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Physics Coursework - how to do it well - a Teacher's Guide from the Tutor Team

How to Write Good Physics Coursework – A Teacher’s Guide

Physics Coursework

 

What have Special Relativity, Newton’s laws and electromagnetic induction got in common? They would have all scored poorly if they were entered as physics coursework at sixth-form. It matters not a bit that they were pioneering, ground-breaking physics; in the context of coursework, if it does not fit the mark scheme, it gets – for want of a better word – shafted.

Herein, I break a common misconception: an ingenious piece of physics is not rewarded in pre-university education. IBDP examiners are not a Nobel Prize committee, rather, they are probably underpaid teachers sat at a laptop trying to earn extra money to take their kids on a holiday in summer (let’s be realistic).

The Mark Scheme for Physics Coursework

I write this blog because once, as a young and enthusiastic teacher, I fell victim to the misnomer that a good piece of physics was always rewarded. I was doubly wrong: it isn’t and it shouldn’t be. IBDP candidates are in abundance and have to be marked consistently and fairly. There must, therefore, be a simple way of ensuring that everybody is marked to the same objective standard: the mark scheme. The mark scheme – the rubric – one of the few useful pages in the rainforest of paper (or whatever the digital equivalent is) that makes up the specification, seldom seen and buried somewhere near page 999999.

 

Believe it or not, the mark scheme is very often the last thing that is consulted (if at all) by the student (and, sadly, very often the teacher). Oh, if I had a dollar for every time I heard “why has the moderator slashed our results?” The answer almost always is because you never looked at the mark scheme and the tired examiner working to pay for the family holiday was not able to tick the box where you did not state what the “ethical and environmental issues” were. It mattered not that you squared the circle or had lunch with the Higgs’ particle – that was not on the mark scheme.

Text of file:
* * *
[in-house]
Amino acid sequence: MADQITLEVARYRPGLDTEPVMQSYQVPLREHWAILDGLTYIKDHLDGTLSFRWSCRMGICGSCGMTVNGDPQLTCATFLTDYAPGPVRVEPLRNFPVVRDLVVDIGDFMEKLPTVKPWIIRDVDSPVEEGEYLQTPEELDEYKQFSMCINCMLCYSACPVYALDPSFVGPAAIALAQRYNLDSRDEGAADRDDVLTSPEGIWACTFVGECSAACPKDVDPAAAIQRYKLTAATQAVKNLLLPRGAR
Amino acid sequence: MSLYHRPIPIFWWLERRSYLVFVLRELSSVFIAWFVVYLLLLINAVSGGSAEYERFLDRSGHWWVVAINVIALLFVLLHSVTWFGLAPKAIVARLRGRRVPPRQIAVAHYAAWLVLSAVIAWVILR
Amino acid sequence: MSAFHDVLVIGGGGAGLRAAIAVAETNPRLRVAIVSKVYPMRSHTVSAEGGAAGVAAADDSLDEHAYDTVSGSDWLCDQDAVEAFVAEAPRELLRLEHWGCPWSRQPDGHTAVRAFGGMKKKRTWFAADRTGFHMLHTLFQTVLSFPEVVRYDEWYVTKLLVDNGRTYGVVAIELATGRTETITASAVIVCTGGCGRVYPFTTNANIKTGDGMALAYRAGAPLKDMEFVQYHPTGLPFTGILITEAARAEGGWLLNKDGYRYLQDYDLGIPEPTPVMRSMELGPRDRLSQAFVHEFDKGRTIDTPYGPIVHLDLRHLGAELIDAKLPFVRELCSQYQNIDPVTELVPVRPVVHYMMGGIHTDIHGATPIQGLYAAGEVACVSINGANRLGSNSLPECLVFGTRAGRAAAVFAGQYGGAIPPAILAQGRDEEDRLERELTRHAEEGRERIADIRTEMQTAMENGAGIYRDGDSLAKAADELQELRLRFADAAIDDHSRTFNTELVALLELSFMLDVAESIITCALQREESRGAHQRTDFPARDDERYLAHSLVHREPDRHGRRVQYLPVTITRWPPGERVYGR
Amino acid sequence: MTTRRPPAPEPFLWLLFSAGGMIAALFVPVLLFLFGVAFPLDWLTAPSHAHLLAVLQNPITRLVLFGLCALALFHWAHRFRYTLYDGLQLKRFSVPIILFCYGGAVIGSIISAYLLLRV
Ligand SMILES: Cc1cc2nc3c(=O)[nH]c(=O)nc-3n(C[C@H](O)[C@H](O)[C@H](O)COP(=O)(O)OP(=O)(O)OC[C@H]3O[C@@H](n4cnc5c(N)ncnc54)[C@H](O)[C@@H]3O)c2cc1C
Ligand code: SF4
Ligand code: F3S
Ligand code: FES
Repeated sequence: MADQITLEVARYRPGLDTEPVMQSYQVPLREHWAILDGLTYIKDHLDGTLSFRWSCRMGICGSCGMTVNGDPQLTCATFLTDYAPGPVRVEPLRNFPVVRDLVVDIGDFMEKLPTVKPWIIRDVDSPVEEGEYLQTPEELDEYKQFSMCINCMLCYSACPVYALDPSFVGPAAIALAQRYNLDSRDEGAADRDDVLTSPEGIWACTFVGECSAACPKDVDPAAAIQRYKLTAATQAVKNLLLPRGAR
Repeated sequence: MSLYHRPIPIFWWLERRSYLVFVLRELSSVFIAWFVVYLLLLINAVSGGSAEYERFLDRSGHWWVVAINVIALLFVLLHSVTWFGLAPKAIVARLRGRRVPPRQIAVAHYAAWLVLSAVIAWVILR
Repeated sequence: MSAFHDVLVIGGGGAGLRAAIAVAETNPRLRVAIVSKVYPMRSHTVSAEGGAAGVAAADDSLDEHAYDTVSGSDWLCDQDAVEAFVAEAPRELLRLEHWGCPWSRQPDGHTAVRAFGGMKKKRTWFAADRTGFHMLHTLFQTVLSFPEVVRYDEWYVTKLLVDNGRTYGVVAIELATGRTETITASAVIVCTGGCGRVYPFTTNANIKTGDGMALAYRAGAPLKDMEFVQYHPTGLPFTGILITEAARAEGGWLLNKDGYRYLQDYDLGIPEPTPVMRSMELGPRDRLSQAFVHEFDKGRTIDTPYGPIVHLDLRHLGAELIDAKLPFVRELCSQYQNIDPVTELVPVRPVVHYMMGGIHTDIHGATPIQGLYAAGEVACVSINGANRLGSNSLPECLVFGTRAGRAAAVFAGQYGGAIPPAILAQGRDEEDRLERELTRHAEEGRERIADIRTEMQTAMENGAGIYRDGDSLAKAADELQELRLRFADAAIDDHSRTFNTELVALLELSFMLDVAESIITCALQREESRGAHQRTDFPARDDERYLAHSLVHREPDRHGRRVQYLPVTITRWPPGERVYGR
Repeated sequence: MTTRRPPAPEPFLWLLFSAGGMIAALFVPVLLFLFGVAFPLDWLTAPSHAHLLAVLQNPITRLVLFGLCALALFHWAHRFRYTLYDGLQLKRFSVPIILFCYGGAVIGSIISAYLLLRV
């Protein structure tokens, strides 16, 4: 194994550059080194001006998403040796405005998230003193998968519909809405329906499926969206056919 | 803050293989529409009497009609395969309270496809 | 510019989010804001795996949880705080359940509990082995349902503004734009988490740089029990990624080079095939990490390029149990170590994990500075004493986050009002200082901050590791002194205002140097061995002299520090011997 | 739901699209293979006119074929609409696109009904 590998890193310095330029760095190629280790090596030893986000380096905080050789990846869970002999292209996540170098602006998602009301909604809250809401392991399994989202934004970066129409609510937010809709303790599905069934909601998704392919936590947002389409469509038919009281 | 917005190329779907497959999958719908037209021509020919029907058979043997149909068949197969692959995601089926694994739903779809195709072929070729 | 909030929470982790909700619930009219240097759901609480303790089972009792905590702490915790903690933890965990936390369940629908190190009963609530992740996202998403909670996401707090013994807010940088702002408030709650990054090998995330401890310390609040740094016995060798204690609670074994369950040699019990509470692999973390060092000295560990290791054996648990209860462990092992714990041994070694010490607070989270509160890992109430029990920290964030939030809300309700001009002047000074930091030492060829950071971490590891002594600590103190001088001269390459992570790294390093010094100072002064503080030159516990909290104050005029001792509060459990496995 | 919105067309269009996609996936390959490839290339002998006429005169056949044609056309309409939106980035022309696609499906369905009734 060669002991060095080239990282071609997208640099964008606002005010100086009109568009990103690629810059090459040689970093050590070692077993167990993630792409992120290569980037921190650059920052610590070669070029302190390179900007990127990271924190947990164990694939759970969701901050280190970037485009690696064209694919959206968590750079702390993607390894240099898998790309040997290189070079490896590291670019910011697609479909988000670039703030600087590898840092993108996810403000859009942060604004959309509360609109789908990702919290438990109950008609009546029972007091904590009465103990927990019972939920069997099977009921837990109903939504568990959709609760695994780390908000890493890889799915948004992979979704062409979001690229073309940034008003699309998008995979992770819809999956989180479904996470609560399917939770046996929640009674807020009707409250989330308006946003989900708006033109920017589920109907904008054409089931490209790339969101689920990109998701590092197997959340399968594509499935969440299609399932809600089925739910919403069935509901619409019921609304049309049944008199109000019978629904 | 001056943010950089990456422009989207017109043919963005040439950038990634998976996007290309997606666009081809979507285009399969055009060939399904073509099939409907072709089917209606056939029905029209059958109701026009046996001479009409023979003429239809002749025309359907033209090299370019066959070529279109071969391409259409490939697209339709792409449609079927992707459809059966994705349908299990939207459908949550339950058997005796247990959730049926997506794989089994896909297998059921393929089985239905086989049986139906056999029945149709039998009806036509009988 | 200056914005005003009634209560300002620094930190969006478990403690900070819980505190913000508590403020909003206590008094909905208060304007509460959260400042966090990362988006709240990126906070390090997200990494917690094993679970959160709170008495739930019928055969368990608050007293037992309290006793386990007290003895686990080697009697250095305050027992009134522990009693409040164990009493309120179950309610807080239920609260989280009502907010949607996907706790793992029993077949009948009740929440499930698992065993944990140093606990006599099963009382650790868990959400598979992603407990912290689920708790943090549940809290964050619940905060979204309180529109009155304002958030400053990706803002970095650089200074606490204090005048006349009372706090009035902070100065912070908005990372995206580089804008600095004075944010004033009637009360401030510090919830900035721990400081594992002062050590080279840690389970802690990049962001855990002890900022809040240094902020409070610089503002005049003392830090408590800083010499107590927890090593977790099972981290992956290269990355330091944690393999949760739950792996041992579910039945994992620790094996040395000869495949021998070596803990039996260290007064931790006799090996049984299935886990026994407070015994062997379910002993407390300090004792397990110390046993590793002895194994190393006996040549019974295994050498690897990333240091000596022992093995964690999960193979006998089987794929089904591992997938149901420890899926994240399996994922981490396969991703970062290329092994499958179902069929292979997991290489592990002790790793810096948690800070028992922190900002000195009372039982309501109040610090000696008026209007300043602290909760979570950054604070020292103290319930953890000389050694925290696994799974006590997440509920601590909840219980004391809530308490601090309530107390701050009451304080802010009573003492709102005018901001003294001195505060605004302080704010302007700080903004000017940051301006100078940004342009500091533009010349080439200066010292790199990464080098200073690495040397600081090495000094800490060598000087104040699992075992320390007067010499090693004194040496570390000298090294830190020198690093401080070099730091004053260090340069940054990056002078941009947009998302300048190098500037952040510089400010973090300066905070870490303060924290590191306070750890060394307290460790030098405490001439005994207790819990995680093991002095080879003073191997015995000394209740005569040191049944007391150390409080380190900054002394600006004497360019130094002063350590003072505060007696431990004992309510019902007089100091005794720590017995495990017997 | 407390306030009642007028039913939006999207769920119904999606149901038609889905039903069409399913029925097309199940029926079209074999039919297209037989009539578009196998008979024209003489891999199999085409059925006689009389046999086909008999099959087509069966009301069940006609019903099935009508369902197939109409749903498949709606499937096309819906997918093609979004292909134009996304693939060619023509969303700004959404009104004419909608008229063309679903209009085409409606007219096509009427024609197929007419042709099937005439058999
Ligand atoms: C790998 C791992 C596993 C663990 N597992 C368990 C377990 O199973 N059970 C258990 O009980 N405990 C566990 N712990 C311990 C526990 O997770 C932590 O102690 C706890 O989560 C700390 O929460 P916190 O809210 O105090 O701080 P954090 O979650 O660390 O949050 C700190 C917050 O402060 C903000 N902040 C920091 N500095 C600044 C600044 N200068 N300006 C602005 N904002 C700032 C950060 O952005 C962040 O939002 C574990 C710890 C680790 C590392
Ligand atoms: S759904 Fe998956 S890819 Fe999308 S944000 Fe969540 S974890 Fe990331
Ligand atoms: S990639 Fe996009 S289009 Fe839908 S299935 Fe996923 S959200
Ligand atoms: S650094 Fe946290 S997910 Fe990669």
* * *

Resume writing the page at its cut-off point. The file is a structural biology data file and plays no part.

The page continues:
So, what follows is my best attempt for what should be included on a physics IA, based on how I interpret the mark scheme. I am not promising 100%, but if you stick to this, you will not bomb.

A Teacher's Guide to Physics Coursework from the Tutor Team

LEARNING STYLE: WHICH STYLE IS YOUR CHILD?

 

1. Personal Engagement

This is a small section linking your investigation to you. It is NOT how science works but it is very fashionable – and it is how the IBO thinks science works. In the real world, scientists do things because…   ….well, because, why not?

In the world on the IBO, however, if science is not done to meet the objectives of Greta Thunberg et al, it ain’t science. Play the game. Talk service, sport, something to do with your family or saving the Earth – and then link it to your investigation. You will get the personal engagement marks.

 

2. Exploration

 Research Question
  • State the area of physics your investigation involves (mechanics, waves etc).
  • State the focused research question. Make sure it is clear and asks a question about the relationship between two variables.
  • State the independent variable and the dependent variable (consistent with the above).
Background Information
  • Derive an equation that you will test in your investigation. Do NOT do anything qualitative because the whole thing will be much harder.